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How Lincoln Reduced Financial Risk with the Creation of a National Banking System

3 min read
Feb 11, 2020

President Abraham Lincoln was known as The Great Emancipator and Honest Abe, but he was also a major proponent of a national banking system.

As we celebrate Lincoln’s birthday on February 12 and get ready to enjoy the long Presidents Day weekend, let’s take a minute to reflect on the amazing accomplishment that is our national banking system and the ways it reduced financial risk.

Fighting for A National Bank & Currency

The U.S. dollar is a symbol of financial strength around the world, but for nearly the first 100 years of our country’s founding there was no dollar.

When Lincoln took office in 1861, the U.S. had no central bank. While a national bank was created by George Washington and Alexander Hamilton in 1791 and was succeeded by the second bank in 1816, Andrew Jackson was not a fan. He pulled all the funds out of the bank in 1833, and the bank’s charter was not renewed. It was an act that defied Congress and got Jackson censured for abuse of power in 1834.

Without a national currency Americans relied on gold and silver coins as well as paper bills issued by state banks called “bank notes.”  Some of these banks were state chartered. Some were just founded by citizens to meet the needs of an expanding economy.

As Barron’s describes it, “Many of them issued bank notes, and these were only as good as the ability of the issuing bank to redeem them for specie (gold and silver). By the 1850s there were thousands of issues of bank notes circulating. Some were sound, some were from defunct banks, and not a few were frauds and counterfeits. Publishers began printing ‘bank-note detectors,’ which illustrated the various issues and assessed the worthiness of each. Even bank notes from well-established banks tended to circulate at a discount proportional to the distance at which the transaction took place from the bank's headquarters.”

This system was chaotic and full of risk. Conducting business was challenging, especially when traveling or crossing state lines, because the value and legitimacy of the currency wasn’t easy to verify. As a result, consumers tended to lose funds every time they exchanged bank notes. Inconsistent regulation meant that some banks were free to issue currency even when they didn’t have enough gold or silver in reserves to back them, creating bank runs and failures. It also hindered the formation of a national identity, historians suggest, because it helped Americans identify more with their states than their nation.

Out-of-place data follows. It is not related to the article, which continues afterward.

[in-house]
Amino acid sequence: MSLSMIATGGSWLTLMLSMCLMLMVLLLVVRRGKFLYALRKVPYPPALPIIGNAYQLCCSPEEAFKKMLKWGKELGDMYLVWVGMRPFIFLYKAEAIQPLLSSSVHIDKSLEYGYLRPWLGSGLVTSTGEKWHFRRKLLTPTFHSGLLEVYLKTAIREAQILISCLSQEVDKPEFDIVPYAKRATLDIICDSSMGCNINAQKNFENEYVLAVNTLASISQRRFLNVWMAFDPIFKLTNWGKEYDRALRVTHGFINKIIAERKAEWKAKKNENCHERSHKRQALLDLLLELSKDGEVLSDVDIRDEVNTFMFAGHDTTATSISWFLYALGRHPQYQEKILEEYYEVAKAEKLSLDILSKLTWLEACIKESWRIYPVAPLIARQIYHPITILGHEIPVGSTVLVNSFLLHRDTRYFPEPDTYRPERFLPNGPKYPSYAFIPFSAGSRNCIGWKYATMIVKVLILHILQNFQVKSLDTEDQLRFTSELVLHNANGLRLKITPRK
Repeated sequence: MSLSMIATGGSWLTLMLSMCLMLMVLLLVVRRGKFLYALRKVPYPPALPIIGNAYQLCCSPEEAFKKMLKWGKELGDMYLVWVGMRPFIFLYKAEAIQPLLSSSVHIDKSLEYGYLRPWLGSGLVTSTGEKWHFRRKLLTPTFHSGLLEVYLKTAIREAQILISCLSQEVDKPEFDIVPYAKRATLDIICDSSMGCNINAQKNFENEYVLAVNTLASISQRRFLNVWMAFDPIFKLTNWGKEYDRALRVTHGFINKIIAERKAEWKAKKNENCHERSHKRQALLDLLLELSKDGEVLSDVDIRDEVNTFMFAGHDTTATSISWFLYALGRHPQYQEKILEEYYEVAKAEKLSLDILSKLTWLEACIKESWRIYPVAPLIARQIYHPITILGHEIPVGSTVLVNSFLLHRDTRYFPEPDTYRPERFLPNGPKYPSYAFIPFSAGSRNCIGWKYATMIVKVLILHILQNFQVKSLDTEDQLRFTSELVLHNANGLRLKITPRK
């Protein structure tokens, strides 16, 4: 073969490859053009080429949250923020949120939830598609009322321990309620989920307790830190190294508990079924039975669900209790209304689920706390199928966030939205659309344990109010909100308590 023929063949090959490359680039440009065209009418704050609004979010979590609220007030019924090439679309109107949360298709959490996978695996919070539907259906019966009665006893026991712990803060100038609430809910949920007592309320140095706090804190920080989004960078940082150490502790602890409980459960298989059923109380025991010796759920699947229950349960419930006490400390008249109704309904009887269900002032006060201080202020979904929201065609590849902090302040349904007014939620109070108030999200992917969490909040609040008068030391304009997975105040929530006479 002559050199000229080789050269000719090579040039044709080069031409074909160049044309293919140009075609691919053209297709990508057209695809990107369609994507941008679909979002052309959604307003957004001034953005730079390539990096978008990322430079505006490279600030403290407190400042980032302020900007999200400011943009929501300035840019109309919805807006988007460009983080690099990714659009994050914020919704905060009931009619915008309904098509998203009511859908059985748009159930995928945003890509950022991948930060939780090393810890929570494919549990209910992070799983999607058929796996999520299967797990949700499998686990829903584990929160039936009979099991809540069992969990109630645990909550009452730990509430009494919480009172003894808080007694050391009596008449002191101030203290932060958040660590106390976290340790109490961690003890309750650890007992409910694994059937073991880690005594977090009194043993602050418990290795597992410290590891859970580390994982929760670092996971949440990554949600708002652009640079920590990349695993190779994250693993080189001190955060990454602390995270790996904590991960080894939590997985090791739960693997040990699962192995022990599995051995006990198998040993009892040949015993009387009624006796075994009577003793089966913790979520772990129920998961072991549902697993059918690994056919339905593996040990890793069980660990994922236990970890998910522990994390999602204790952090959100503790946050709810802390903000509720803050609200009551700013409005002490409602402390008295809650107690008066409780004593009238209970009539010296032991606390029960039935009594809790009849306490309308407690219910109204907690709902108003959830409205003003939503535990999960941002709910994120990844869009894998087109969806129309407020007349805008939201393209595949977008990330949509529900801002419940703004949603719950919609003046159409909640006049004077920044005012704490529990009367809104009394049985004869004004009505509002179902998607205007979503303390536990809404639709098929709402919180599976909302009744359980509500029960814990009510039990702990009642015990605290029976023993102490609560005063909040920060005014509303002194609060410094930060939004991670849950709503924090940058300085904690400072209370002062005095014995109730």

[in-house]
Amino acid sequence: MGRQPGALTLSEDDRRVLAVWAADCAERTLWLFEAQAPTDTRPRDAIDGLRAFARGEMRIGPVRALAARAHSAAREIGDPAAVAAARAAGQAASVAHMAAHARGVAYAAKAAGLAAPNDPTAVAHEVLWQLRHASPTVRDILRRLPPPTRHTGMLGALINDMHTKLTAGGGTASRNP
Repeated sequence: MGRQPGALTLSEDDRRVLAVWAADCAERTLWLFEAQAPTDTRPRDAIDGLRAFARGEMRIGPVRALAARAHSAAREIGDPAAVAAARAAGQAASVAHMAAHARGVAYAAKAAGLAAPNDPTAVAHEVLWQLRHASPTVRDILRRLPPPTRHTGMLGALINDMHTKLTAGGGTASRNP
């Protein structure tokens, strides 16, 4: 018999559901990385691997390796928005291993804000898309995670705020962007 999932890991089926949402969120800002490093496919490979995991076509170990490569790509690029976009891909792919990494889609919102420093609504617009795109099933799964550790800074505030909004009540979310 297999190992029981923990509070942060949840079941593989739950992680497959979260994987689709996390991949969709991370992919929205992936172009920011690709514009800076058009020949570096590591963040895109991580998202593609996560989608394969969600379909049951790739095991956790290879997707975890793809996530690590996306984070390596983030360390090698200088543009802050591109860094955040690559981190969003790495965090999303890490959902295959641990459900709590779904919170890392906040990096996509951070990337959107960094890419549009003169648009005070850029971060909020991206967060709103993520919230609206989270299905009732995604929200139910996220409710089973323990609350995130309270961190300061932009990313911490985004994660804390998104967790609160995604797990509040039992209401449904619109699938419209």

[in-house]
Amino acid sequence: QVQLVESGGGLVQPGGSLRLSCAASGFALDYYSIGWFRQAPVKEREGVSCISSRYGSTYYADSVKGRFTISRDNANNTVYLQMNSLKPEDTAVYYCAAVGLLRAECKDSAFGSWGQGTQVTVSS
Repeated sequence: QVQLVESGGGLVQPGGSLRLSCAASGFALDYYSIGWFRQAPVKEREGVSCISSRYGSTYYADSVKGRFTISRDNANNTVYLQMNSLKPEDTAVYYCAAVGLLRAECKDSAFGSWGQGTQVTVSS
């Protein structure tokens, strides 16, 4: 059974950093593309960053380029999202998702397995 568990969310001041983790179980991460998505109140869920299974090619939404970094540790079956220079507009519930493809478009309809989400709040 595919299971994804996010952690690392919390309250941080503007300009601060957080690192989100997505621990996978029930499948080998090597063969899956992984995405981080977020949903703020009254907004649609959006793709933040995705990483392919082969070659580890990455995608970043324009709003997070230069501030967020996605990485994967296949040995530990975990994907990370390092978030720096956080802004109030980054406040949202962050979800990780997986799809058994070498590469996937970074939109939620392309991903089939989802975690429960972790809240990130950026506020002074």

Lincoln Loves Banking

Abraham Lincoln was not a fan of Jackson’s actions and believed in a strong banking system, as the OCC notes on its webpage, In His Own Words: Abraham Lincoln on Banking.

Lincoln’s first published speech, given in the Illinois House of Representatives, defended both Illinois’ state bank and the second Bank of the United States as valuable institutions. Later speeches advocating for a national bank emphasized how much more valuable Americans savings were when they were reinvested to promote economic growth through bank lending and the duty of the government to create economic stability with a unified currency.

Lincoln accomplished his goal during the Civil War with the National Currency Act of 1863. This gave us both a national bank as well as the Office of the Comptroller of the Currency to oversee it. The bank had an immediate practical purpose by requiring the new national banks to back their bank notes with U.S. government bonds that would raise funds for the war effort. This currency, backed by the U.S. government’s bonds, were known as “greenbacks”.

Looking at Lincoln’s speeches of the time, the OCC notes Lincoln had a vision for currency that went long past the war:

"The national banking system is proving to be acceptable to capitalists and to the people ... That the government and the people will derive great benefit from this change in the banking systems of the country can hardly be questioned. The national system will create a reliable and permanent influence in support of the national credit, and protect the people against losses in the use of paper money."

The system has evolved since Lincoln’s day with the creation of Federal Reserve system, the introduction of and later shift away from the Gold Standard, and added security of federally insured deposits. But in many ways, it began with Lincoln.

To learn more about this fascinating American system and its history, check out the OCC’s page dedicated to the history of the OCC and banking in the U.S. Have a great Presidents Day!

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